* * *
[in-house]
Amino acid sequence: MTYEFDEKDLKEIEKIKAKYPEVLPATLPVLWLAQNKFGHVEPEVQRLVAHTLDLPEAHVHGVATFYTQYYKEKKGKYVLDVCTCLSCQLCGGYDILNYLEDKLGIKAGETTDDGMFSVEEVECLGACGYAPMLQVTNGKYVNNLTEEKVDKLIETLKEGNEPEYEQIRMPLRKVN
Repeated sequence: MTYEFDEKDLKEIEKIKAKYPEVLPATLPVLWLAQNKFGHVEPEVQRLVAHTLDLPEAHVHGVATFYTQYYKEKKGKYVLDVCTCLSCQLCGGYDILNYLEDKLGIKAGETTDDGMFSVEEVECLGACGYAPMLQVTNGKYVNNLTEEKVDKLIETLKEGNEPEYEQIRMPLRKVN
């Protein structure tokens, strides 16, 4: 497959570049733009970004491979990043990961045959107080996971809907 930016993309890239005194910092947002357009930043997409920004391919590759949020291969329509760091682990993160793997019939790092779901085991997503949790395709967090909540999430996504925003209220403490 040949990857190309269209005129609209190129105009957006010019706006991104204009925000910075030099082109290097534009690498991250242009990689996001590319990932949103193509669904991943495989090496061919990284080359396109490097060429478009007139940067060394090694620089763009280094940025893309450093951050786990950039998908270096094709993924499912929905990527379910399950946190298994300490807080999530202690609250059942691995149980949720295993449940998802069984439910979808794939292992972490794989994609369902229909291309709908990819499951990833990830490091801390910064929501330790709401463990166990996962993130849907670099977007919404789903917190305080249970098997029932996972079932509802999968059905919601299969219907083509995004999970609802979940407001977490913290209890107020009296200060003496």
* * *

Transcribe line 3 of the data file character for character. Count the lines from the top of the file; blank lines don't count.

Repeated sequence: MTYEFDEKDLKEIEKIKAKYPEVLPATLPVLWLAQNKFGHVEPEVQRLVAHTLDLPEAHVHGVATFYTQYYKEKKGKYVLDVCTCLSCQLCGGYDILNYLEDKLGIKAGETTDDGMFSVEEVECLGACGYAPMLQVTNGKYVNNLTEEKVDKLIETLKEGNEPEYEQIRMPLRKVN